Bridge-the-gap alimony: This is short-term alimony awarded to assist a party by providing support to allow the party to make a transition from being married to being single. The length of an award may not exceed 2 years. Bridge-the-gap alimony terminates upon the death of either party or upon the remarriage of the party receiving alimony. Bridge-the-gap alimony is non-modifiable.
Rehabilitative alimony: Awarded to assist a party in establishing the capacity for self-support through either the redevelopment of previous skills or credentials or the acquisition of education, training, or work experience necessary to develop appropriate employment skills or credentials. Prior to awarding , there must be a specific and defined rehabilitative plan.  An award of rehabilitative alimony may be modified or terminated based upon a substantial change in circumstances, noncompliance  or upon completion of the rehabilitative plan.
Durational alimony:  Awarded when permanent periodic alimony is inappropriate. The purpose  is to provide a party with economic assistance for a set period of time following a marriage of short or moderate duration or following a marriage of long duration if there is no ongoing need for support on a permanent basis. Terminates upon the death of either party or upon the remarriage of the party receiving alimony. The amount of an award may be modified or terminated  based upon a substantial change in circumstances however, the length of an award of durational alimony may not be modified except under exceptional circumstances and may not exceed the length of the marriage.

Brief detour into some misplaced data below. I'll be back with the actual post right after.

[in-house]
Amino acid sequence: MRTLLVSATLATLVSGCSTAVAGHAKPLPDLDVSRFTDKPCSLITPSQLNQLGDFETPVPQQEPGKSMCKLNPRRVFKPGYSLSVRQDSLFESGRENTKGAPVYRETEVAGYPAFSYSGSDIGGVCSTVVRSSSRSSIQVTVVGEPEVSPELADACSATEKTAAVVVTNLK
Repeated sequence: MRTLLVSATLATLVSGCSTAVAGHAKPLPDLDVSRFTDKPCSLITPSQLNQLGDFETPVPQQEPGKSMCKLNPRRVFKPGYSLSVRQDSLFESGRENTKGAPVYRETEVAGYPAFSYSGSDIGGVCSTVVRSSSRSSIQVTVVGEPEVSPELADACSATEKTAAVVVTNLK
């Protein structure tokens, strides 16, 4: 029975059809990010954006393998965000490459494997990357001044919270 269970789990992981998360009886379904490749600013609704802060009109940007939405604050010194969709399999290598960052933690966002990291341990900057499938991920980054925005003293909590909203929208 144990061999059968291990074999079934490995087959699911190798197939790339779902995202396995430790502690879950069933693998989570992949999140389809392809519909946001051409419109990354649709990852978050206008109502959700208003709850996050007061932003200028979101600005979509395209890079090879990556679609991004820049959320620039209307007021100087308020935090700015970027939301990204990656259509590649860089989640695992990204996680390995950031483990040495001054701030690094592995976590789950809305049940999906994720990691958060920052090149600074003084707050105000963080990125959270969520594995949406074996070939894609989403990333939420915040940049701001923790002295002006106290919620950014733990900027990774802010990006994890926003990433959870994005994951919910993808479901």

Permanent alimony:  Awarded to provide for the needs and necessities of life established during the marriage  for a party who lacks the financial ability to meet his or her needs and necessities of life following a dissolution of marriage.  the court must first find that no other form of alimony is fair and reasonable under the circumstances. An award of permanent alimony terminates upon the death of either party or upon the remarriage of the party receiving alimony. An award may be modified or terminated based upon a substantial change in circumstances or upon the existence of a supportive relationship.
A party involved in a dissolution of marriage in Walton County or Okaloosa County who is seeking alimony or spousal support or defending a claim for alimony or spousal support should strongly consider consulting with a Walton County or Okaloosa County divorce lawyer or family law attorney.
Jeremy S. Keich is a Walton County Divorce Attorney  representing clients in matters involving divorce, child custody, child support and paternity issues.  None of the information contained in this blog should be construed as legal advice nor shall the communication be construed as forming an attorney-client relationship.  For more information about Jeremy S. Keich or to contact him about a Walton County or Okaloosa County Family Law Matter please visit or call (850) 460-2989.